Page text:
In a year where so many blockbuster films are showing the strain on writers and visual effects artists, and the shine has gone off some of the tentpole franchises, Across the Spider-Verse arrives to save everything. The praise lavished on the film so far has been rightly effusive, and partly I imagine because it’s such a relief to see a work of art which feels so loved – in which the writing, the animation, the direction, the performances, all feel intentional and crafted and precise, and all contribute to a dizzying, intoxicating whole. It’s a film that offers to restore faith in blockbuster filmmaking, realising the potential of multiverse storytelling to reflect on human concerns that Everything Everywhere All at Once opened up, bringing an indie sensibility to massive-budget studio pictures.
Following the multiversal incursions of Into the Spider-verse, Gwen finds herself in her own universe fighting a Renaissance paper version of Vulture (the creativity of universe-hopping here putting Doctor Strange to shame). She’s helped out by the arrival of a team of Spider-people who are tasked with keeping the parallel universes on track and dealing with incursions, who she joins after her father – who has been pursuing Spider-Woman for the murder of Peter Parker – realises who she is and wants to arrest her anyway. But as Gwen joins the multiverse Spider-Squad, she’s also barred from ever visiting Miles in his own universe – for reasons that are at the heart of this film’s big crisis.
Miles, meanwhile, is missing his multiversal pals and living life as Spider-Man. His ‘villain of the week’ is The Spot, a scientist who developed the curse/ability to create holes in space following an accident. One of the film’s pleasures is that Spot (voiced hilariously by Jason Schwartzman) is self-aware of his own place in the story, insisting on becoming Spider-Man’s nemesis rather than a passing conflict, and that desire to be important – and in doing so, his successful quest to become a multi-verse threatening villain – reflects Miles’s own sense of insignificance within the wider universe. Spot’s gradual transition from comic aside to genuinely terrifying threat is skilfully done, and it aligns beautifully with Miles’s own desire to be included in Gwen’s new fraternity when he finds out about it, even if no-one else wants him.
The thing is – Miles both is and is not special. He’s one in an infinity of other Spider-people, but he’s also Ground Zero for multiversal infractions, because the spider that bit him had actually been transported from another dimension, and thus he was never ‘meant’ to become Spider-Man. And as a fifteen-year-old kid wrestling with feelings for a girl, with what he wants to do with his future, and with the desire to live up to his parents’ expectations but also to be his own person, the existential crises of his superpowered self fuel his own adolescent battles. It’s a deeply human film, with both of Miles’s parents enjoying a lot of screentime. The fact that the film’s big climax is an emotional one – full of reunions and consolidations and personal chats – rather than yet another big fight is itself groundbreaking. Miles’s sense of trying to find where he needs to be is paralleled with Gwen’s return home to the father who rejected her, with Peter B. Parker settling into his family life, and even with Spot realising his true purpose. The emotional story is not a series of tacked-on beats to try and give action meaning; it is the whole story.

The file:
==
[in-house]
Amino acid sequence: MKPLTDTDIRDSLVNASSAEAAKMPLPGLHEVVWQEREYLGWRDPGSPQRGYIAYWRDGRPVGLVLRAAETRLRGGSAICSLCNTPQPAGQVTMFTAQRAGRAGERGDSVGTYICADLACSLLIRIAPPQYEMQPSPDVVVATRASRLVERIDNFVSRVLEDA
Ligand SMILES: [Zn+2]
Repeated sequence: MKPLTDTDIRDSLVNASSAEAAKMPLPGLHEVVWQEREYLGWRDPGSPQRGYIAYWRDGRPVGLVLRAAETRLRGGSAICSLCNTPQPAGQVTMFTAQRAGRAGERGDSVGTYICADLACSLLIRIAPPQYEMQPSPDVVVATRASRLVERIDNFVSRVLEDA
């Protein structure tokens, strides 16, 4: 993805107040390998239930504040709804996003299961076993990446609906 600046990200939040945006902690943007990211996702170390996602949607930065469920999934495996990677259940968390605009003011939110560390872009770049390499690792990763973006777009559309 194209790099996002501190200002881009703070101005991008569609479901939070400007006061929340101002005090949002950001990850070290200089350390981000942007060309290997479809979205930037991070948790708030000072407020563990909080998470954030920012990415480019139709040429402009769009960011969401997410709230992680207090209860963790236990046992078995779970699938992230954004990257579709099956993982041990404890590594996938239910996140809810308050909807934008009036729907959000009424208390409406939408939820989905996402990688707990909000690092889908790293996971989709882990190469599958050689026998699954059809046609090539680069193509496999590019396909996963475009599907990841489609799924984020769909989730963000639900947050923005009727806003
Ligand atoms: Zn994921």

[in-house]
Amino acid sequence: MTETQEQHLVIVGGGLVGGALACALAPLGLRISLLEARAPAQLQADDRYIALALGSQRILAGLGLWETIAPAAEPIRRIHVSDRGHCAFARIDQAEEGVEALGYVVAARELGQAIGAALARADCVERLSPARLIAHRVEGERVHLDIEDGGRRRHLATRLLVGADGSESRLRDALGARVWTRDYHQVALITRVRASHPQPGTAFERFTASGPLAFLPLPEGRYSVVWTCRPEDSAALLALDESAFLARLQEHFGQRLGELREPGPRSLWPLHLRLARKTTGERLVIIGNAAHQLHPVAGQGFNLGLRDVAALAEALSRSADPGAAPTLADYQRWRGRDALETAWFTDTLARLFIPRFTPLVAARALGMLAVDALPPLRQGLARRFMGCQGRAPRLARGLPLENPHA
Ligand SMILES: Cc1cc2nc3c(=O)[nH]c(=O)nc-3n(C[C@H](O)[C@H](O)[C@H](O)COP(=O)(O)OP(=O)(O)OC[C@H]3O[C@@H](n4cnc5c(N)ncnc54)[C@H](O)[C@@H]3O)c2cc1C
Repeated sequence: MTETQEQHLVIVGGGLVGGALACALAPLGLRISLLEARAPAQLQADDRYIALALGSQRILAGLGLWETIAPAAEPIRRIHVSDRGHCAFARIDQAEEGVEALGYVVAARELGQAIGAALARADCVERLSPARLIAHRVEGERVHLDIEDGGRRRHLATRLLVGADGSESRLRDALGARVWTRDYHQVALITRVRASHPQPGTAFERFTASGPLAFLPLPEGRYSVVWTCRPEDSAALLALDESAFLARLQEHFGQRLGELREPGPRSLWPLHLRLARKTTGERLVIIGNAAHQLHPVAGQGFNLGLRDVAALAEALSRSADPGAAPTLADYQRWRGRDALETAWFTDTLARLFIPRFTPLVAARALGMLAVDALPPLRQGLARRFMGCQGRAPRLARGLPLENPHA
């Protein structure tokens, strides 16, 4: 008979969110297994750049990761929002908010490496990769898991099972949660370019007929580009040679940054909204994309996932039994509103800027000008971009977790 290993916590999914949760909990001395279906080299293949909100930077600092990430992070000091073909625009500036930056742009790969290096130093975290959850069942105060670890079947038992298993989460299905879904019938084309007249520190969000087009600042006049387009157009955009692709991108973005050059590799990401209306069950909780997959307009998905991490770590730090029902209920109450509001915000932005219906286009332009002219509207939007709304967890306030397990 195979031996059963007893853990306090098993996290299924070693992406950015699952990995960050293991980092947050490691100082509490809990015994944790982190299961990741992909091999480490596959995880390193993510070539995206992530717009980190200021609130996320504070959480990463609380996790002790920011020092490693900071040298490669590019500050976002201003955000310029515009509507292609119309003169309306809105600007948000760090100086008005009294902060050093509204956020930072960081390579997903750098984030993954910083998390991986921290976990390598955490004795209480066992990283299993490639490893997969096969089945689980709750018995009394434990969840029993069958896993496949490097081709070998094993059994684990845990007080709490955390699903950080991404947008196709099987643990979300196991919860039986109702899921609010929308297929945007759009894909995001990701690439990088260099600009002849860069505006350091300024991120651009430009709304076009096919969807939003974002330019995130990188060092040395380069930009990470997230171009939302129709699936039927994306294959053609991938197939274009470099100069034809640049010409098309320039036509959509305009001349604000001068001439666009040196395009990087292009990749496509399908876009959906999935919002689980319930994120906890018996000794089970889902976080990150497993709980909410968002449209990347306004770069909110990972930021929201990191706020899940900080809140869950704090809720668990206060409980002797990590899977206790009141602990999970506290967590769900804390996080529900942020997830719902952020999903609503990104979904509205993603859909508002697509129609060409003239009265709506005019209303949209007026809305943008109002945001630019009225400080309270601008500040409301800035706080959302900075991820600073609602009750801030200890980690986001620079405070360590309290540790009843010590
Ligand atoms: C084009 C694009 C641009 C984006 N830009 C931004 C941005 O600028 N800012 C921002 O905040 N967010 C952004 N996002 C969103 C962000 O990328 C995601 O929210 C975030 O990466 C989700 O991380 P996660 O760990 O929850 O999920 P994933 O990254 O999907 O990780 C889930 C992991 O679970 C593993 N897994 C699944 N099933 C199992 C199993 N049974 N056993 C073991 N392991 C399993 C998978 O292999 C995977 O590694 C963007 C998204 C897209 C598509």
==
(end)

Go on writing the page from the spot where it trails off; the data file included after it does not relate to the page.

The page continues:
But it’s told amazingly. Words can’t do justice to the visual inventiveness, with each dimension given its own distinctive art style (Gwen in washed-out watercolors whose palette evokes the trans flag, giving added metaphorical significance to her coming-out to her father), and so many Easter eggs and side jokes that the film demands immediate rewatching. Core universes include the Escher-like void in which Oscar Isaac’s driven, serious Miguel O’Hara presides over the multiversal Spider-team, a void contained within a future that includes a space freeway on which the Spider-folk fight; the Indian-dominated world of Pavitr Prabhakar which fuses New York and Mumai and where Miles causes another canon-threatening event by saving Pavitr’s girlfriend’s father (borrowing from What If? and Loki, the premise of this multiverse is that core events have to happen); and the crime-ridden universe 42 to which Miles returns at the end of the film – the universe that his spider came from, and which never had its own Spider-Man.
Aside from the core universes, though, the constant creativity is breathtaking. A brief glimpse into a LEGO universe is especially fun; a Donald Glover cameo is welcome; the references to both the MCU and the Sony Spider Universe do important work tying together the franchises; the existence of dinosaur, automobile, cat, baby, gunslinger versions of Spider-Man is very funny; the editorial inserts to explain jokes and give footnotes; Pavitr’s hilarious education of Americans in why you can’t say ‘chai tea’ or ‘naan bread’; and the continual scene-stealing performance of Daniel Kaluuya’s Hobie Brown; all add up to a film which packs in so much that it’s hard to take stock. And yet, it’s cohesive and coherent. The laughs always feel earned, but never take away from the severity of what is at stake; and indeed, Peter B Parker even reflects on the fact that the humor of Spider-Man is precisely to make the serious stuff bearable. Everything set up here depends now on Beyond the Spider-verse to stick the landing, but even on its own terms, Across the Spider-Verse makes an early claim for film of the year.